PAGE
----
The specific T cell responses which underlie effective immunotherapy of cancer are mediated via cell-cell interactions and the formation of immune synapses. However, methods to study these interactions are limited by lack of control over single cell pairing and analysis methods. This project describes a new approach to track the activation profile of cytotoxic T cells against tumour cells in a high-throughput manner.

A simple yet effective mechanism to pair the single T cells with antigen presenting cells was optimized to study cell-cell contact in a time-controlled manner. The cell-trap array is an open system consisting of thousands of microwells cast in an agarose block, which is biocompatible and permeable to nutrients allowing functional observations on viable cells to be carried out over a number of hours. T cells can be singularly isolated in the wells via passive sedimentation and size exclusion, achieving up to 90% occupancy.

Activation profiles of thousands of single CD8+ cells could be screened in the same field of view using calcium-chelating fluorophore dyes to measure the early stages of T cell signalling. Custom software was developed to process experimental data and allow rapid detection of individual cells with the strongest activation signals defined by several different criteria. This capability could be used in future to identify and characterise single T-cells that have especially high propensity to be activated by immunotherapy such as vaccination or checkpoint blockade, in preclinical animal models and biopsy samples from human cancer patients.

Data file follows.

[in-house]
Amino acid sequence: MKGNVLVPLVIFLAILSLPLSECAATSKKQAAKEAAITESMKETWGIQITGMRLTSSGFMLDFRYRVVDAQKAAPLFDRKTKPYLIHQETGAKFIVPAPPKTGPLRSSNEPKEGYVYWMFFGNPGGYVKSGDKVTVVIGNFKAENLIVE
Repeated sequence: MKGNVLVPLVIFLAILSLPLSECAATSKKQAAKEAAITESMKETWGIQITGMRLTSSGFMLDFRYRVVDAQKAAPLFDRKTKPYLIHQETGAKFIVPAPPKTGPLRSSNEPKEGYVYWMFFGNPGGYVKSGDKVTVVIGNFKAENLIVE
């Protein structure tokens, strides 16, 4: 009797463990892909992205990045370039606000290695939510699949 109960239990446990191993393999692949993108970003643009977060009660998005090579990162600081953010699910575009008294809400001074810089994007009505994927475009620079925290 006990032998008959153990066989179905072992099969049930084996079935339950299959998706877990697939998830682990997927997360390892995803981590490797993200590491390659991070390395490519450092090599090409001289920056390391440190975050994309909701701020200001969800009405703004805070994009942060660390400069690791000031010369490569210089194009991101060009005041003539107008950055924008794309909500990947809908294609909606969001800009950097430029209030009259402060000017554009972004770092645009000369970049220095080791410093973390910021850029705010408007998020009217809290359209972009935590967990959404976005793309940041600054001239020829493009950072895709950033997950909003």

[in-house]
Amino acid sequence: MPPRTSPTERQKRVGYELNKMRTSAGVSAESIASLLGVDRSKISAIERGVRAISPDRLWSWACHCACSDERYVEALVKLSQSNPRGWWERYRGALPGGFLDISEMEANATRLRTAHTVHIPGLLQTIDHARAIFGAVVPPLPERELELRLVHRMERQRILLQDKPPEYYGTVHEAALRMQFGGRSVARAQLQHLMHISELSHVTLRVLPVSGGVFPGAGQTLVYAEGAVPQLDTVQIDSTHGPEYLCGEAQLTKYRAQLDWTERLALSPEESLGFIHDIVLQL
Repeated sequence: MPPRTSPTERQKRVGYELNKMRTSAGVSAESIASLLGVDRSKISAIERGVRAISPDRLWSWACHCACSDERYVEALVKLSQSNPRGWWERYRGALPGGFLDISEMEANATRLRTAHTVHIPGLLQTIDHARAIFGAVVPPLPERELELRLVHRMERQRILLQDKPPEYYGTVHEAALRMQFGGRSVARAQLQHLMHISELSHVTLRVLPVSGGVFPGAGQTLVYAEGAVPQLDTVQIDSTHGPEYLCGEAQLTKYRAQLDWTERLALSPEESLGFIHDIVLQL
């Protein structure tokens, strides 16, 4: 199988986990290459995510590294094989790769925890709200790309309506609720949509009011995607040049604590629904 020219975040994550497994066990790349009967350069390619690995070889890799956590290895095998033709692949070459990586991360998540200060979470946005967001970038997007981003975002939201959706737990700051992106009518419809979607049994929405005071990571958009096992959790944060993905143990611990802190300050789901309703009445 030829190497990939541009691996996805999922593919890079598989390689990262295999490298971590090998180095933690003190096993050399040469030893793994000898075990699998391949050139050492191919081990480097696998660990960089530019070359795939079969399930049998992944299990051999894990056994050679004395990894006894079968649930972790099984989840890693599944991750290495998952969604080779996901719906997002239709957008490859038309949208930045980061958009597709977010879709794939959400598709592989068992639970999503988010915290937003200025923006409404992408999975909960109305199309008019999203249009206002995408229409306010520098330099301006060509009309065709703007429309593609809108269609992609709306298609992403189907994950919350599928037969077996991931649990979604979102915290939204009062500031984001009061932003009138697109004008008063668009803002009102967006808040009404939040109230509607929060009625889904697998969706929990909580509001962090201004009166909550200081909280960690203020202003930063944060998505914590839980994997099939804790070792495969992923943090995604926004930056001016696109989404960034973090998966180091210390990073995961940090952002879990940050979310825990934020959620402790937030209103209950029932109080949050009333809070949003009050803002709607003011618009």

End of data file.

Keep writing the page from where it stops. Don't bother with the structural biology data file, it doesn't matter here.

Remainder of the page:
Text
PhD Thesis Anna Desalvo - Version of Record
Available under License University of Southampton Thesis Licence.
Download (29MB)

More information

Published date: May 2019

Identifiers

Local EPrints ID: 437706
URI: http://eprints.soton.ac.uk/id/eprint/437706
PURE UUID: f4af73f5-f95b-4a0c-9489-11fa9b2218e5
ORCID for Anna Desalvo: ORCID iD orcid.org/0000-0003-1357-3222
ORCID for Timothy Elliott: ORCID iD orcid.org/0000-0003-1097-0222
ORCID for Hywel Morgan: ORCID iD orcid.org/0000-0003-4850-5676
ORCID for Edward James: ORCID iD orcid.org/0000-0001-8638-7928

Catalogue record

Date deposited: 12 Feb 2020 17:31
Last modified: 18 Feb 2021 17:07

Export record

Contributors

Author: Anna Desalvo ORCID iD
Thesis advisor: Timothy Elliott ORCID iD
Thesis advisor: Hywel Morgan ORCID iD
Thesis advisor: Edward James ORCID iD

University divisions

Download statistics

Downloads from ePrints over the past year. Other digital versions may also be available to download e.g. from the publisher's website.

View more statistics

Atom RSS 1.0 RSS 2.0

Contact ePrints Soton: eprints@soton.ac.uk

ePrints Soton supports OAI 2.0 with a base URL of http://eprints.soton.ac.uk/cgi/oai2

This repository has been built using EPrints software, developed at the University of Southampton, but available to everyone to use.

We use cookies to ensure that we give you the best experience on our website. If you continue without changing your settings, we will assume that you are happy to receive cookies on the University of Southampton website.

×